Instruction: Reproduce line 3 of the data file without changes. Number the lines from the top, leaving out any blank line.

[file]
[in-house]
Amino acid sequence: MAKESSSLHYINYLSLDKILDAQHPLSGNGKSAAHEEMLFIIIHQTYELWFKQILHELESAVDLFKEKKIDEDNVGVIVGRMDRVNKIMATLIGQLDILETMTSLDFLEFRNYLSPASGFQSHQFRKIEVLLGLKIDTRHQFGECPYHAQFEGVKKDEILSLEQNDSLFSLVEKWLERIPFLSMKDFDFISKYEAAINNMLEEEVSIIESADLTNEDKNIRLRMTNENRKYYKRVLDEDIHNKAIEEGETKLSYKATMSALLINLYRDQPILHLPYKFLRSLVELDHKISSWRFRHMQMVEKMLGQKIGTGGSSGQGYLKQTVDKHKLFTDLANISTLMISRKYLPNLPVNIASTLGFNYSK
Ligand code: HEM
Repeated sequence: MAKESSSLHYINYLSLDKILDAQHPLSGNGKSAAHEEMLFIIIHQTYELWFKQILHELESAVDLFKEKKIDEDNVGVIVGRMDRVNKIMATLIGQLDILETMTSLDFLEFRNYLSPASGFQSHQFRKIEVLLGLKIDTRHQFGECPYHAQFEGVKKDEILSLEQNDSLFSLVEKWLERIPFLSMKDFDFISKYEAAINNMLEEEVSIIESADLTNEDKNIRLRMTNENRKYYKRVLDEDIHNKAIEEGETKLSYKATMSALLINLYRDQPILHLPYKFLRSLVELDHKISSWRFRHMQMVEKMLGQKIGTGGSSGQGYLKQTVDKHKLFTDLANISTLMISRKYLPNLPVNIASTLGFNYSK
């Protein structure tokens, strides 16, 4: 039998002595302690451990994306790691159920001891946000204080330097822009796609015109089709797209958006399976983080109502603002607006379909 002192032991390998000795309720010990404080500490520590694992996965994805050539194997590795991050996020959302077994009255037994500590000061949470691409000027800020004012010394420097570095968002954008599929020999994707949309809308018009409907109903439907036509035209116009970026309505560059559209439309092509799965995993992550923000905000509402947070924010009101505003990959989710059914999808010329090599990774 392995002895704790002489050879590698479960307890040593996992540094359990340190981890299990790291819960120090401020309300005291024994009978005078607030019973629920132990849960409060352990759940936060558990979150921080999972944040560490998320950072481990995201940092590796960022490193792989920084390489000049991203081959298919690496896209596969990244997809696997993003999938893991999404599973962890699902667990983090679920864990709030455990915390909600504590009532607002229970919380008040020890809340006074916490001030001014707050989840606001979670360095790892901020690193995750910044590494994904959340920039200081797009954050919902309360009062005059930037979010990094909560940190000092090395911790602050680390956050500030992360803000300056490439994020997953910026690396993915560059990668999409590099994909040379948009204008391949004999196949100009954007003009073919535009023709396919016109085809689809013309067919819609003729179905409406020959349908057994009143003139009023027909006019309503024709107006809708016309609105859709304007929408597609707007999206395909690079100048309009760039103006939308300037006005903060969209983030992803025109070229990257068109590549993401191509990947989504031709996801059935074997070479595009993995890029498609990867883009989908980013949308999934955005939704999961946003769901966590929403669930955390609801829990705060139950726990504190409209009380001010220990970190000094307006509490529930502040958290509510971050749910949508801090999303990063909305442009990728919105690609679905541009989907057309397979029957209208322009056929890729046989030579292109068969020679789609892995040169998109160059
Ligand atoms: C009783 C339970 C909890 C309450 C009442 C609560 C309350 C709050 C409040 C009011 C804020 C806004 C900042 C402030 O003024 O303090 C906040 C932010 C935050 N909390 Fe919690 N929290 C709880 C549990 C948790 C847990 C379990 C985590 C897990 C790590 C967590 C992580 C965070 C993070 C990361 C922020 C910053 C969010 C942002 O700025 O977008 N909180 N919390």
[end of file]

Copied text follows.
Ligand code: HEM